Aruzhan Koshkarova ‘16
Almaty, Kazakhstan / Rogersville, MO
Education: Student at Worcester Polytechnic Institute, MA
A few months ago, in Kazakhstan, a teenage girl was kidnapped on the way home from school. She was attacked while walking on a dark street and thrown into a truck by a stranger. In a split moment before the truck disappeared into the night and phone reception was lost, the girl managed to press one button on her phone. It was an S.O.S. message containing the exact coordinates of her last trackable location sent to her sister via a mobile app called QamCare. Immediately her sister called the police and mobilized people on social media to look for the victim in the identified area. A couple of hours later the girl was rescued and her kidnapper was arrested – all due to the quick, collective search in the specified location.
The app QamCare was developed by a group of young women from Almaty and won a Google competition called Technovation Challenge in August 2017. The team’s founder and creator of QamCare is FLEX alumna Aruzhan Koshkarova ‘16. At the time of the competition she was 17 years old and had taken her very first coding classes only a year and a half before, in her U.S. high school.
Learn more about QamCare here.
Learning from scratch
‘My host sister’s husband is a programmer and so when we met, he told me about his work and taught me some basics. Seeing my enthusiasm about coding, he encouraged me to continue learning so I started taking Computer Science classes at my American high school. What surprised me most was not even linked to the subject itself: I was amazed to see many other girls taking the same class. Back in Kazakhstan I had been interested in physics, but it was always seen as a boy’s subject,’ laughs Aruzhan.
Her manner of speaking is cordial. Within minutes I feel as if we’d known each other for ages. She speaks about coding so passionately that a part of me wonders whether I should go back to university and learn more about it, too.
‘When I returned to Almaty in the summer of 2016, I realized that I was the only young female coder in the whole city. I thought to myself: ‘I’m alone at the moment, but I’ll make sure that there will be other girls,’ the FLEX alumna continues.
Soon afterwards Aruzhan found out about a global competition for girls called Technovation Challenge (now called Technovation Girls) and built a team of four girls and two mentors. Because the competition is focused on innovation and development, the girls decided to tackle the issue of kidnappings in Kazakhstan by creating the QamCare app. However, given the team’s limited experience in coding, developing the actual app wasn’t easy:
‘We were all complete beginners, so our coding process was literally learning from scratch and trying to apply this knowledge to an ambitious goal. For example, I didn’t even know how to attach a map or create classes. At the beginning, every small step forward felt like a huge success,’ she says. ‘But we also had a lot of fun in the process. We felt inspired and became close friends.’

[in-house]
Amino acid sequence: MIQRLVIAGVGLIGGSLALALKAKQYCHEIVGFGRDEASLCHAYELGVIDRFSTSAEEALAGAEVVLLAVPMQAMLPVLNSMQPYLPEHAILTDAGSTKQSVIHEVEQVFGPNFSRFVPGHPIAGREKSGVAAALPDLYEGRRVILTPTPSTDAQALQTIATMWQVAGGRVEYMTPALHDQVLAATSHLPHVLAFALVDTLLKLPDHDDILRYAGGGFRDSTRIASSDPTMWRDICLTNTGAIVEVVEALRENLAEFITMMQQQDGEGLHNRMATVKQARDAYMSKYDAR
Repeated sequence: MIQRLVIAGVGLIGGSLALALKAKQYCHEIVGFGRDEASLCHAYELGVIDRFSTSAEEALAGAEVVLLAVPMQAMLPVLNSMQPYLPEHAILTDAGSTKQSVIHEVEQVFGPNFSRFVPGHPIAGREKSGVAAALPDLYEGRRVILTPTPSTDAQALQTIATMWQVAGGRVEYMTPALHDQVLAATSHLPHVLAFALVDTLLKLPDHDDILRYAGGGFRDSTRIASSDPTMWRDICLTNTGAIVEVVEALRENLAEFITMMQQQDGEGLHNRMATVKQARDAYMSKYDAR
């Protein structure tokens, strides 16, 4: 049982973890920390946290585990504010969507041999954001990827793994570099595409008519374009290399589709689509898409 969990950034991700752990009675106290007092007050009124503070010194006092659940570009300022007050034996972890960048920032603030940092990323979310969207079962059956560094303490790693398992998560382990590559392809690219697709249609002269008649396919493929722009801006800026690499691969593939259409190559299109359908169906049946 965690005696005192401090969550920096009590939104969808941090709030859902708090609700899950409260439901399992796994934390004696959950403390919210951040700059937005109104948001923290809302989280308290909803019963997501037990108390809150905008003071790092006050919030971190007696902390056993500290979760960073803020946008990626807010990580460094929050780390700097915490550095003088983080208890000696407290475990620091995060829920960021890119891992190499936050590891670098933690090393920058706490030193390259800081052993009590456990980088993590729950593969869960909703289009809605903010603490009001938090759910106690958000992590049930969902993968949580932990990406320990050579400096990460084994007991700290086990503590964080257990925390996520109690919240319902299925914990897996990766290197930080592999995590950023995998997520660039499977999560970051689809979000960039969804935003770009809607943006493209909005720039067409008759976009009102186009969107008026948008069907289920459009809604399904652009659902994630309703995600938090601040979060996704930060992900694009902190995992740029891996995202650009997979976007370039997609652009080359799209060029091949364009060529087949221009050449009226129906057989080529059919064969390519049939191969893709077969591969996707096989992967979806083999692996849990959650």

International success vs prejudice
What started as an inspirational exercise to attract more girls into coding grew into an internationally-recognized project. After passing all the rounds of the competition, Aruzhan and her team were invited to present their project in Silicon Valley in the U.S. and won the entire Technovation Challenge. It was a huge success and, despite working on the app very hard, none of them expected it.
‘Our first thoughts were: ‘Is it really true? Is it really us?’ We were amazed and surprised,’ Aruzhan chuckles.
But things were not so simple at home. Even the global recognition wasn’t enough to break existing prejudice about a girl’s place in society.
‘When we won Technovation, some boys and men told us that the competition wasn’t serious because boys were excluded,’ remembers Aruzhan.
Yet such negative attitudes didn’t stop the FLEX alumna from moving forward. Shortly after returning from the U.S., she and her team were invited to meet the President of Kazakhstan to discuss the problem of teenage disappearances with him.
‘The government acknowledged that it was a huge problem and I was told that they were taking steps to address it as well.
In addition to developing the QamCare app further, in September 2018 Aruzhan started the ‘Who Code Immersion Program’ for young women aged 14-18. Through the program, 21 participants learned the basics of coding, bonded with each other, and began participating in 24-hour technological challenges called ‘hackathons’.
‘Hackathons in Kazakhstan are usually dominated by boys, but we’re trying to change that. Many of the girls who took part in the coding program now study computer science in universities too,’ says Aruzhan.
The FLEX alumna has yet another exciting challenge ahead of her: she was recently accepted to study at the Worcester Polytechnic Institute in Massachusetts and is about to move back to the U.S. After receiving her BA, she plans to return to Kazakhstan and use her gained knowledge to promote girls’ education and development even further.
‘Don’t be afraid to succeed. There a lot of prejudices about you out there, but there are also many others who believe in you and your talent. I am among those who do,’ she passes the message to female FLEX alumni.
Here is a link to BBC’s video about Aruzhan.
Article written by Tatyana Movshevich